Beyond age, the recipe for a Cy Young award includes good luck. The winners were projected to have a .292 batting average on ball in play, and they actually had a .272 BABIP. Even the best pitchers have to get a little lucky in order to separate themselves from the other great pitchers.
But the affect of luck might be smaller than you’d expect. That change represents a 7% improvement. If you look at their actual strikeout rate compared to their projected one, winners saw an 18% improvement in strikeout rate. They improved their walk rate by 23%. So Cy Young pitchers got better in their award seasons, and that improvement outpaced the role of luck in their outcomes.
Following the Map
So we’re looking for a 27-29 year old that’s projected to be in the top 30 starters next year, first of all. That will help cull our list at least. Then we can look for a few cases where the pitcher has shown signs of improving their skills in order to make that jump.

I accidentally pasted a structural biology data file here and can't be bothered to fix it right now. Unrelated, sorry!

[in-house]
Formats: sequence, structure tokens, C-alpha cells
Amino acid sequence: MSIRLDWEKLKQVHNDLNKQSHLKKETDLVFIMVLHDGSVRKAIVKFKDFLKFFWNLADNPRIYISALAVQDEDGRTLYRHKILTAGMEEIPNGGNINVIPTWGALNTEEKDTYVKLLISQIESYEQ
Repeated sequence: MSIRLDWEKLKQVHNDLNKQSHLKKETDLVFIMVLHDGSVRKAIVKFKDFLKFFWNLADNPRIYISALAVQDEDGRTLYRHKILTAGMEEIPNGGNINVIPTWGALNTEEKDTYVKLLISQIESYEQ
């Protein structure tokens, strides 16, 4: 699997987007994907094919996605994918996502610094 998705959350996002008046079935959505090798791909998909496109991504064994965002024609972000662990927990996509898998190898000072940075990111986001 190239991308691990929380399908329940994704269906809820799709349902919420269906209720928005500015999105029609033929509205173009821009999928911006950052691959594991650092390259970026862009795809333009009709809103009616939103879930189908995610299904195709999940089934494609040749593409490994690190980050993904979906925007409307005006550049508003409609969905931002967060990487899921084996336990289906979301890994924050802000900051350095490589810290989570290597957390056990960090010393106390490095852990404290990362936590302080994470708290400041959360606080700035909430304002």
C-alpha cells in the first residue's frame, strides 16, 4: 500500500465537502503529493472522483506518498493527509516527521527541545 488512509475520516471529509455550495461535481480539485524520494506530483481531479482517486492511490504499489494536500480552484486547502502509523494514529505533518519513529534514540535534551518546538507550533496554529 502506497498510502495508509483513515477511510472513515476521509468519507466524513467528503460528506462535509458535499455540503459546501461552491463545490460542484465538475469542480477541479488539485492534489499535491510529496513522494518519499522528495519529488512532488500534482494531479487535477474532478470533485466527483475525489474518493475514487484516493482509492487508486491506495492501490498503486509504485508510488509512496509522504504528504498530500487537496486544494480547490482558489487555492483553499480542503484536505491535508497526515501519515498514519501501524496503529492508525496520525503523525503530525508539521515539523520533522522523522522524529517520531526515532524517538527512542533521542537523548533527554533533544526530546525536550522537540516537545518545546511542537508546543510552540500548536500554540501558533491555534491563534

Stephen Strasburg leaps to the top of the list. He’s just turned 27 years old, he’s projected to be the tenth-best pitcher in baseball next year, and he improved quietly in the second half last season. In fact, by pumping his strikeouts per nine innings up by two and dropping a walk per nine off his walk rate, he improved those two rates more than anyone else that’s projected to be in the top 35 pitchers next season. For him, the luck is probably injury-related, but if he can stay in one piece, he has Cy Young stuff.
If you sort next year’s young top 35 by second-half improvements in walk and strikeout rates, you get Jacob deGrom and Dallas Keuchel, and those are completely believable names. Of course, they might win hardware this year, so neither would make much of a sleeper pick for next year.
Instead, let’s look at a few names down list that would make a bigger splash if they win the Cy Young award next year.
The Indians already took one of their under-rated pitchers to Cy greatness — maybe Carlos Carrasco can follow Corey Kluber next year. Carrasco had a great, if short, 2014, and all eyes were on him for a repeat, especially in the velocity category. The 28-year-old had added velocity when he went to the bullpen, and it was reasonable to wonder if he’d lose that velocity again in the rotation.